Strengthening communities through learning
Inside a newly-renovated gym on the University of British Columbia’s Vancouver campus, a physical therapy patient racks up kilometres on a treadmill for an ongoing research study. A few metres away, a master’s student works with another patient on a treatment table. Down the hall, students and faculty collaborate in an office.
This integration of research and clinical practice co-existing in one space will soon be a reality at the recently-opened UBC Physical Therapy & Research Clinic (UBC PTRC).
An initiative of the faculty of medicine’s department of physical therapy, the clinic builds upon the student-led practice model to provide a seamless translation of research into care, improving health outcomes for patients. Similar clinics in health authorities are located across the province, from New Westminster to Prince Rupert.
“This clinic is meant to have higher quality of learning and experience for students,” says Melissa Idle, a clinical assistant professor of physical therapy and the clinic’s supervising instructor. “It will also be equally valuable for patients and the community.”
Filling a gap
With UBC students providing treatment under faculty supervision, the new fee-for-service clinic offers an affordable model of care.
“One of our priorities is to provide services to underserved populations,” says Idle, a member of the Gitxsan nation. “Our sliding scale fee model allows us to offer discounted rates and more accessible treatment.”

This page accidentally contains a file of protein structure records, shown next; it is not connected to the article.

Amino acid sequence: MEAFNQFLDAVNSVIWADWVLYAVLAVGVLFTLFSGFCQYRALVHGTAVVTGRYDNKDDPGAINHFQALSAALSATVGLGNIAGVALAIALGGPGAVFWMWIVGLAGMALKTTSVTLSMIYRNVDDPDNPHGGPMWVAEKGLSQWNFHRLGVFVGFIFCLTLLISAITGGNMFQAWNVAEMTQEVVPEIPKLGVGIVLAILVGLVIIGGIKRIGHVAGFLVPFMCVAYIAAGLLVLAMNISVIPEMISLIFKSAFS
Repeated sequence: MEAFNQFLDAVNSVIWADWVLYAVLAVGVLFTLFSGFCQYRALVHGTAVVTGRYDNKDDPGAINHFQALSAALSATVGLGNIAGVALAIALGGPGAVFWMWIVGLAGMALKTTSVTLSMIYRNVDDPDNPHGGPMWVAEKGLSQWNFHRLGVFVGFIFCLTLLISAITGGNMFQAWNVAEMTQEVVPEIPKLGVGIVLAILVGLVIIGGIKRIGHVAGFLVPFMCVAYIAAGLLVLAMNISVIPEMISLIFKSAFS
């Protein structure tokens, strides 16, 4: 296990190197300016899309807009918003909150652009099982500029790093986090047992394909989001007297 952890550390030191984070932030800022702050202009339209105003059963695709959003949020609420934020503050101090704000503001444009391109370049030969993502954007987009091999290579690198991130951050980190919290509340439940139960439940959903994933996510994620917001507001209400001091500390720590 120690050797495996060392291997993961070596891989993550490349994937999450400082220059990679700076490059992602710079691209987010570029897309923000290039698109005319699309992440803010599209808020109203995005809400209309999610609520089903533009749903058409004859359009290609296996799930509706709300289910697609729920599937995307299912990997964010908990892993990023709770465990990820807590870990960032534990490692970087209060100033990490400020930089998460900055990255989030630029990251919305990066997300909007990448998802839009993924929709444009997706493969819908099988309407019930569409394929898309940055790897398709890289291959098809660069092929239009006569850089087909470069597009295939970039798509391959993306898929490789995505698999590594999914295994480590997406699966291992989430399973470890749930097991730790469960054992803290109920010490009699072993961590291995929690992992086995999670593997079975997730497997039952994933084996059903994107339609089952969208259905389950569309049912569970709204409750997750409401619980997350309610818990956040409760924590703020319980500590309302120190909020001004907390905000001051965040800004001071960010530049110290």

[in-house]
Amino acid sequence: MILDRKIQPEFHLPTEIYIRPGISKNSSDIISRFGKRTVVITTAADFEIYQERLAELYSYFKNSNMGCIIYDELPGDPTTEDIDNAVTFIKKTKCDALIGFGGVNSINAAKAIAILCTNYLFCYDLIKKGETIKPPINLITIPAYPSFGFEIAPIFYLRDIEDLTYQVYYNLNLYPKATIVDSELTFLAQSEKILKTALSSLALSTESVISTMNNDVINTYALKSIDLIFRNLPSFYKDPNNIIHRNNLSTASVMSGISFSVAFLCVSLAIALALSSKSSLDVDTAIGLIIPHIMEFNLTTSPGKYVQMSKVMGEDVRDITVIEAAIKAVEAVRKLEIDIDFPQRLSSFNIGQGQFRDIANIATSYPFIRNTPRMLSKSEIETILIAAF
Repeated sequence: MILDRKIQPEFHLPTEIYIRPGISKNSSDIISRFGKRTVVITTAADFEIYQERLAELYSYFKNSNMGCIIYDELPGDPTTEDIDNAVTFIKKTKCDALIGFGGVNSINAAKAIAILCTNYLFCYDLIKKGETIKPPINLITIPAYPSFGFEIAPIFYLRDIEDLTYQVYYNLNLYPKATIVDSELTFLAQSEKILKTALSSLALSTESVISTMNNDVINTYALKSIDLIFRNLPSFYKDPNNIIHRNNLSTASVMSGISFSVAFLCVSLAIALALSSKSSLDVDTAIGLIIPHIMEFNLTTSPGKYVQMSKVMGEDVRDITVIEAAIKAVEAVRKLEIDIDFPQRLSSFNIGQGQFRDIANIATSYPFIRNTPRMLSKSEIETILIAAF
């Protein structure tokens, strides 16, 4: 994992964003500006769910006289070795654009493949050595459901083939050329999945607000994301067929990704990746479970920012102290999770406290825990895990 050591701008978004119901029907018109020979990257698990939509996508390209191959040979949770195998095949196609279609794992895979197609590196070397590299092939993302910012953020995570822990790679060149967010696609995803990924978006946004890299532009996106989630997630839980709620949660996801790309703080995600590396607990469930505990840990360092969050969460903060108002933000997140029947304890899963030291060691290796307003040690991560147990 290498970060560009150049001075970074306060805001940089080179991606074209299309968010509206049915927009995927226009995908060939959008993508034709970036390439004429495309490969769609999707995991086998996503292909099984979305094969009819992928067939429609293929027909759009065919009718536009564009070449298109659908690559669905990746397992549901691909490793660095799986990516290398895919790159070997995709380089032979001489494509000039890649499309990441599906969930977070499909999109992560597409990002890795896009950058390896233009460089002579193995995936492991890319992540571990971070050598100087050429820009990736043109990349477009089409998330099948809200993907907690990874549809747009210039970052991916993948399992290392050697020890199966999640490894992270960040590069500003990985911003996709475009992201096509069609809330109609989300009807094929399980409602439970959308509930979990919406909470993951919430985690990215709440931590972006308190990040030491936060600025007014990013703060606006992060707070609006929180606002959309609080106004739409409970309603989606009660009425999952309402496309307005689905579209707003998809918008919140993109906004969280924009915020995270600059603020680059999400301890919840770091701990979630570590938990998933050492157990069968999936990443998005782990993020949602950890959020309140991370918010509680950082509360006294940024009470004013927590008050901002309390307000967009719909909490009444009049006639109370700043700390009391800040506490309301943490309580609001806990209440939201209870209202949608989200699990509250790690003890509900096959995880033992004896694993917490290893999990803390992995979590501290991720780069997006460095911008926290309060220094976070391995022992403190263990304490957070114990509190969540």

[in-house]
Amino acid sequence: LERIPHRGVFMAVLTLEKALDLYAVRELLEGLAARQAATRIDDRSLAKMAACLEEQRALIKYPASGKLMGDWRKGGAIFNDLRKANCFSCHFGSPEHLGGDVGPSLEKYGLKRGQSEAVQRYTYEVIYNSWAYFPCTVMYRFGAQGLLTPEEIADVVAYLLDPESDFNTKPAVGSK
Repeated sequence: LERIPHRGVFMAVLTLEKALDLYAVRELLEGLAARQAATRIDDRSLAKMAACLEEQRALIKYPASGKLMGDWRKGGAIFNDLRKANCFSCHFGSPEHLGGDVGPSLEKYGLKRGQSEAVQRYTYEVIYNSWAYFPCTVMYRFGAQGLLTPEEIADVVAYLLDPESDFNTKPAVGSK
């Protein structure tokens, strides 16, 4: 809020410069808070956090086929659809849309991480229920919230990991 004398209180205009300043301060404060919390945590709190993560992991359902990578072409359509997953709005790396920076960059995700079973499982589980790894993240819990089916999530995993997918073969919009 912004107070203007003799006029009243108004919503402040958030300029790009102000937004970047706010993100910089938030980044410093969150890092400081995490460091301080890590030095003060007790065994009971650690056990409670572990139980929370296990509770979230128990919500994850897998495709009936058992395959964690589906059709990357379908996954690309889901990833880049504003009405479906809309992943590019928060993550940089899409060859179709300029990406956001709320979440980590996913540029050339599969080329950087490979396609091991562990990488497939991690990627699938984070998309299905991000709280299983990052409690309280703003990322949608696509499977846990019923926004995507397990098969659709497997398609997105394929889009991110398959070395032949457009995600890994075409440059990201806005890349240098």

clinical assistant professor
department of physical therapy
And — unlike many private physical therapy clinics that often focus on musculoskeletal, single system problems like hip replacements, back pain, or sprained ankles — the UBC PTRC will focus on meeting an unmet need.
Sue Murphy, physical therapy department head, says there is an opportunity to treat patients with more complex system concerns, such as those with long term neurological conditions, or patients with multi-system issues.
“Somebody living with multiple sclerosis will need physiotherapy for a prolonged period and they’re much more complex to treat than someone with a sprained ankle,” Murphy says. “These people often have difficulty finding a private practice that’s appropriate for them. So we want to fill some of those gaps.”
In this way, the UBC PTRC showcases the faculty of medicine’s contract with society – placing patients and the public at the centre of the clinic’s purpose.
Students lead the way
The UBC PTRC’s student-led model allows learners to not only support patients under supervision, but gain hands-on experience running the clinic — playing a leading role in everything from scheduling appointments to arranging for equipment repairs.
Students in the master of physical therapy program will be exposed to an authentic clinical experience, preparing them for the day they graduate.
head and senior instructor
department of physical therapy
“The students are really in the driver’s seat,” says Murphy. “This is very different from going to a private practice and being told, ‘Here are three patients you will see today.’ In this model, the student experience mimics the real world.”
Amy Edwards, a master of physical therapy student, knew this career was right for her after a car accident led her down a personal journey of recovery.
“After the accident I was supported by a physical therapist and after seeing the impact they made, I knew I wanted to do the same for others — to help them feel better,” she recalls.